Re: Learning Jaws and the Keyboard


Lisle, Ted (CHFS DMS)
 

I never knew any way to learn touch typing except through orderly
repetition. Our typing teacher taught us the home keys, the home row,
and we gradually expanded from there until we could access the entire
keyboard--rather like learning Morse one character group at a time.

Of course, these were the old black and gray Royals--and I mean old! If
we could do that in 1963, I'm sure she'll do fine.

Ted

-----Original Message-----
From: jfw-bounces@lists.the-jdh.com
[mailto:jfw-bounces@lists.the-jdh.com] On Behalf Of Matt Dierckens
Sent: Tuesday, March 06, 2012 1:13 PM
To: The Jaws for Windows support list.
Subject: Re: Learning Jaws and the Keyboard

Hi,
There is a great program by American Printing House for the Blind caled
Talking Typer. THis is a great resource for teaching children how to
type. I'm not sure how much it is as an old teacher of mine had it
installed on my computer for me at the time.
Hope this helps a little,
Cheers.

Matt
Sent from my macbook pro

On 2012-03-06, at 1:02 PM, Richard Holloway wrote:

I am a typically sighted parent of a blind child (age 9). I interact
with many other parents of blind children and could use some advice for
my child and to share with other parents.

My daughter was effectively born blind having lost all usable vision
by a few months of age. She learned braille from the start and learned
to type on a perkins brailler first, then started to learn qwerty. She
much prefers to use a braille keyboard on her computer and notetaker
(Apex) as well, keeping a qwerety keyboard plugged in on her computer
for occasional use for certain keys and functions.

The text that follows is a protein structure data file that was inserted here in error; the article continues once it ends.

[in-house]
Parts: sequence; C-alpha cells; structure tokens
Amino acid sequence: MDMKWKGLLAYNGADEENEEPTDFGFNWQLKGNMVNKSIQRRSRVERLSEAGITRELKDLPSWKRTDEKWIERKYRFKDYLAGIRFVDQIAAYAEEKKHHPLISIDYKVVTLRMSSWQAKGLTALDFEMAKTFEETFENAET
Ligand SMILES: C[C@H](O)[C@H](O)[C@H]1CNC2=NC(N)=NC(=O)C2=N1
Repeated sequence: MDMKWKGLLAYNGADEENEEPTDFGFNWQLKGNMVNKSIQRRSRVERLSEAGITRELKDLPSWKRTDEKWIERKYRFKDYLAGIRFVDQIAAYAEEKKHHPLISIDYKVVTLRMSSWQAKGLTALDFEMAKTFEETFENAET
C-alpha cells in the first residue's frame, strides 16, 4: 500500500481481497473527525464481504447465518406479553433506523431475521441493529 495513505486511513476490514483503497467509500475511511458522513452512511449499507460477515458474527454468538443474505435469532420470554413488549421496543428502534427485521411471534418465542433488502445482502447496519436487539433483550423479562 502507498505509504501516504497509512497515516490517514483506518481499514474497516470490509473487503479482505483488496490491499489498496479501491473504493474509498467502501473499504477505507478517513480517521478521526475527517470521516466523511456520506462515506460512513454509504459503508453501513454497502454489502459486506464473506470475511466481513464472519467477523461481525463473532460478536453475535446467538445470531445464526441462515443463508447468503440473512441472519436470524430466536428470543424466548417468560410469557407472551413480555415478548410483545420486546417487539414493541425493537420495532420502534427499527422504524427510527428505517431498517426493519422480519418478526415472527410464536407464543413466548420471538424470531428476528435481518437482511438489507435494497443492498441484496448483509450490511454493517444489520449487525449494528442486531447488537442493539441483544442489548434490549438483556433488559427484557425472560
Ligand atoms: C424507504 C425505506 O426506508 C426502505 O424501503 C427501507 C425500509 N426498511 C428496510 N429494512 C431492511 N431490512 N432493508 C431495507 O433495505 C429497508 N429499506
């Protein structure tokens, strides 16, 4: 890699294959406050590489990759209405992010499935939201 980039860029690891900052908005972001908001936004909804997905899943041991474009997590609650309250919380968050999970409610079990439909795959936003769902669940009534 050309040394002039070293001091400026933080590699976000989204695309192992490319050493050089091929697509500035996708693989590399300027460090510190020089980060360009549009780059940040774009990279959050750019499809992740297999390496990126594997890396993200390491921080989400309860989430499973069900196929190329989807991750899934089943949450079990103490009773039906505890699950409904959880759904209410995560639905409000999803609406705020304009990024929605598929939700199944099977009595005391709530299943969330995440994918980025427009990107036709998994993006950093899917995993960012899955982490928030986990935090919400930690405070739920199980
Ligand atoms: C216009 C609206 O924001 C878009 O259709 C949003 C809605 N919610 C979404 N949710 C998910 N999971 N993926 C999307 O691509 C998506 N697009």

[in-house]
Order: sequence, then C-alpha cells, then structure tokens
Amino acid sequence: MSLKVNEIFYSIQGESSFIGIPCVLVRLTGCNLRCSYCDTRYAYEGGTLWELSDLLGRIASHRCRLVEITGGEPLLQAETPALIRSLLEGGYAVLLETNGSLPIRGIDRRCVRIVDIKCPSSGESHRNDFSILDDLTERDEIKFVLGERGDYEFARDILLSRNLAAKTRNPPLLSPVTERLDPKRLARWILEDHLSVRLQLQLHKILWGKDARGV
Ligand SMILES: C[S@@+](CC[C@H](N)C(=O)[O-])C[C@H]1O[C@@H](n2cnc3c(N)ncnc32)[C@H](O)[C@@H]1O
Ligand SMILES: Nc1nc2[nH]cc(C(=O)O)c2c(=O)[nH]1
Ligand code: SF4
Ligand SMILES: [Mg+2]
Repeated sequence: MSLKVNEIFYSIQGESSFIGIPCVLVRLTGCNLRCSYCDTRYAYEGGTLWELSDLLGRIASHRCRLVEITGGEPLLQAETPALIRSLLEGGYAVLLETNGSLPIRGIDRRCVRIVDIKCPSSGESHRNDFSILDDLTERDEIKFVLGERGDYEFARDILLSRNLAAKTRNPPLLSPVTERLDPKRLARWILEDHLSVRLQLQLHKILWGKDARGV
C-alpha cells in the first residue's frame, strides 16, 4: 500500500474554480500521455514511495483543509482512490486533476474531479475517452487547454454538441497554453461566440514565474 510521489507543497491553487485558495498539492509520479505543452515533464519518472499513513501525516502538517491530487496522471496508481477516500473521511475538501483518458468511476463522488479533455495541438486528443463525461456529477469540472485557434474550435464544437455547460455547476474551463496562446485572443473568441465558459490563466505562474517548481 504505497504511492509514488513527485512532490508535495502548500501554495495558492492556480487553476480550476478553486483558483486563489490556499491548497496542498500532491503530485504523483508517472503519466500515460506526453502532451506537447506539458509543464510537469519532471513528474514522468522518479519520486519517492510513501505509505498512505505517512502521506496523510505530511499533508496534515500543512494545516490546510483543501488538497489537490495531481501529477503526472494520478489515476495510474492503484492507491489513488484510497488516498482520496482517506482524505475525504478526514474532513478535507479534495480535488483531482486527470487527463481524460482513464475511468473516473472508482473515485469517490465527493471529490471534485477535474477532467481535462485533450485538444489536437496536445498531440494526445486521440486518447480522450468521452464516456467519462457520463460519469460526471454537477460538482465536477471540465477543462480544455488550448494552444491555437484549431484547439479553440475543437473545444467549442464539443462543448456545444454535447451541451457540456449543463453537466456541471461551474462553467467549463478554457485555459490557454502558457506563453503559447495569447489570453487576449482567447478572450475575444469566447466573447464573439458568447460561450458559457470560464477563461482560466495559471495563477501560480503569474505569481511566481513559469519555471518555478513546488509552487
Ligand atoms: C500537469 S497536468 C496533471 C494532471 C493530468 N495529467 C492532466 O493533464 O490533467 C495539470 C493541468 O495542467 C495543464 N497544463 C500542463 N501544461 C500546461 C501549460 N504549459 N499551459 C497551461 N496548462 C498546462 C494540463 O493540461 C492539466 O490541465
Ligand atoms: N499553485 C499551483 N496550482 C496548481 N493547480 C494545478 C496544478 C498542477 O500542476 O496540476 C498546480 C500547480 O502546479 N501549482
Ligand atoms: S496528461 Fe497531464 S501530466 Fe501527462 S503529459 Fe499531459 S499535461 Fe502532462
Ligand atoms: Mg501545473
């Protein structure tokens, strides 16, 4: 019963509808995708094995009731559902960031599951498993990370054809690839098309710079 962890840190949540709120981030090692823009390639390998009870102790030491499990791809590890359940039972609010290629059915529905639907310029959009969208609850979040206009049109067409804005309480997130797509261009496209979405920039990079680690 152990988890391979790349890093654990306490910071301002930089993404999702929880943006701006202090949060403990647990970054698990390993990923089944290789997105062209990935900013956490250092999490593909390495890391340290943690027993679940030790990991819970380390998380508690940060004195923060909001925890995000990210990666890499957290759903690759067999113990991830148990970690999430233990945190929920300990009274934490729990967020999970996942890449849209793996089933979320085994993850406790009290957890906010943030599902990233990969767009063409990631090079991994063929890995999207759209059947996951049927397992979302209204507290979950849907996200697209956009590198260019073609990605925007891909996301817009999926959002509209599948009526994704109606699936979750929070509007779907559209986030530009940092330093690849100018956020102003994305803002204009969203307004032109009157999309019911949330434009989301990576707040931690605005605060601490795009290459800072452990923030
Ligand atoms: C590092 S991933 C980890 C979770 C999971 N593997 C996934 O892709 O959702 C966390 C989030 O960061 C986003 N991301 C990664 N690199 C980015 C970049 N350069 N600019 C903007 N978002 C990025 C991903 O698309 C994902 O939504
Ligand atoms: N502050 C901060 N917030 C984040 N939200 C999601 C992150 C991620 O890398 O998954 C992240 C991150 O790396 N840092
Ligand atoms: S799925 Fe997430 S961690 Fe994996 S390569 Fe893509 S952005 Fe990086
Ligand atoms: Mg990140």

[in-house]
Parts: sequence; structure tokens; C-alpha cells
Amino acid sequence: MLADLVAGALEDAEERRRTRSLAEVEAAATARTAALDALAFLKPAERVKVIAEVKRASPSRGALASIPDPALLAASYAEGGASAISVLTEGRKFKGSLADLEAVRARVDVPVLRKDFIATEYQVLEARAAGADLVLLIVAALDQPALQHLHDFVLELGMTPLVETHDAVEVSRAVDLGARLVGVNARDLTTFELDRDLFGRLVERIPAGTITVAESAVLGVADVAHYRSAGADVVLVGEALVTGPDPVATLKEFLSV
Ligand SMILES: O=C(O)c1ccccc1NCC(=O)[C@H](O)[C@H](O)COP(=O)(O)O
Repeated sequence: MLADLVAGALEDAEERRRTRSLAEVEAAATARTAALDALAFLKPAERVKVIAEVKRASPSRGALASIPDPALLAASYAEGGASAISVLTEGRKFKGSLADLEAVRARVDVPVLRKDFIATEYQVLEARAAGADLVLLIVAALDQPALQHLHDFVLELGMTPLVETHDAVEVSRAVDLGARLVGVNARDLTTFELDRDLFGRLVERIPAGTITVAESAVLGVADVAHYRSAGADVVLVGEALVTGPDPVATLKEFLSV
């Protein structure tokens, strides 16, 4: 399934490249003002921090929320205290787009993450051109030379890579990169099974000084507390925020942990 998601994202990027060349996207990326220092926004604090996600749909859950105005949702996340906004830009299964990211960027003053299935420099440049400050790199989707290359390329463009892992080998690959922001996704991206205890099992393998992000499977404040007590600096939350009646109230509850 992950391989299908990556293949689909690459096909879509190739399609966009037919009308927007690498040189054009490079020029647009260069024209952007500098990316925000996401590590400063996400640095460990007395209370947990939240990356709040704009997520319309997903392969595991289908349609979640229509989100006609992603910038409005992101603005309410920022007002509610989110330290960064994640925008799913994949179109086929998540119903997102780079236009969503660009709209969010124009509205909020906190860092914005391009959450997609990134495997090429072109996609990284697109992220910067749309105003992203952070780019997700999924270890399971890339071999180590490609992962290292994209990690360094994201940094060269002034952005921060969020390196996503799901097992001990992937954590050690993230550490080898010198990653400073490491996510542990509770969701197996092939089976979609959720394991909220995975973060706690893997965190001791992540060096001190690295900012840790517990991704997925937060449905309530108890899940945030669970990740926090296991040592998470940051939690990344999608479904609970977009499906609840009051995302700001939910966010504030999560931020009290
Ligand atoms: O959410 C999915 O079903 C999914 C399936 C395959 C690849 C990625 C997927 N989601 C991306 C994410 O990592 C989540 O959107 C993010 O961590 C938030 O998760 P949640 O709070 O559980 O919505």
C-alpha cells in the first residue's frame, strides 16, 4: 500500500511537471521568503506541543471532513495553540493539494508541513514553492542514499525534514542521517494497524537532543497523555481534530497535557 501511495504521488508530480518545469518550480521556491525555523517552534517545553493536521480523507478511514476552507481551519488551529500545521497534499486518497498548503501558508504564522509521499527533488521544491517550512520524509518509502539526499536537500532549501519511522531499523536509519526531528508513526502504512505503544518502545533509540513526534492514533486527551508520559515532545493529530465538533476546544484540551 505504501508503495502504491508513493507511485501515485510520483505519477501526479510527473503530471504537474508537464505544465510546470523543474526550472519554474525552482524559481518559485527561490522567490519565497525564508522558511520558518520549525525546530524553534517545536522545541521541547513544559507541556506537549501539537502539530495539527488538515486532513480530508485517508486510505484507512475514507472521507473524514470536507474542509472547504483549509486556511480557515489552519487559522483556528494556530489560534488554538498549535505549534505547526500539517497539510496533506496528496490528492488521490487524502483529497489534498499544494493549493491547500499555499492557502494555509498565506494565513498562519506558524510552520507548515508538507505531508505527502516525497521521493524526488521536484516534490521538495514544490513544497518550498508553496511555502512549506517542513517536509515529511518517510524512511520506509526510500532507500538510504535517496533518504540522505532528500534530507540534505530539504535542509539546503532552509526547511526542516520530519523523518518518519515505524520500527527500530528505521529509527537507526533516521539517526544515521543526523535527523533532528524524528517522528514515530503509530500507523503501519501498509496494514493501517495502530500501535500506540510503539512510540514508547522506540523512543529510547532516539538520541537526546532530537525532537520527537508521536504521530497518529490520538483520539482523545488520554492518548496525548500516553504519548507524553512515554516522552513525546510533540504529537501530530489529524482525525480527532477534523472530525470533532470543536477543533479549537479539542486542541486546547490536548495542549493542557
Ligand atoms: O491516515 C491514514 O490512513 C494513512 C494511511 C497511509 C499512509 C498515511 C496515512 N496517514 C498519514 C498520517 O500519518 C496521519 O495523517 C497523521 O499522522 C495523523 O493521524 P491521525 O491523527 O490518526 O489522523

My question is this: What is the best way for a blind typist to learn
to use a qwerty keyboard; to do this most efficiently? Is it using JAWS
feedback with the repeating of characters verbally as typed? What about
the braille key caps, or at least braille stickers for keys? (I have
never yet found a USB braille key capped keyboard, only an old PS-2
style unit) I get that touch typing and just pressing down on braille
key caps would be of little use braille-wise, but is is like for sighted
typists, in that it helps get reoriented when your fingers move or you
get distracted, etc., and just to learn qwerty in the beginning? It
would be easy enough to remove the braille and go with a standard
keyboard later on-- conventional keyboards are cheap.

What we end up with as parents is an argument between (mostly
typically-sighted) parents that braille caps are a great idea vs. how
bad of an idea they are to use. I'm not trying to sit in either camp--
I'm wondering which seems to help (and curious about any suggestions of
the best ways to learn qwerty typing without vision).

I don't want to clog up the list too much with this, though it is
JAWS-related, obviously. Please do feel free to reply directly if you
prefer. Your response may be valuable to quite a few parents of younger,
keyboard-learning braille computer users, so thanks for any experience
you may be able to share.

Richard
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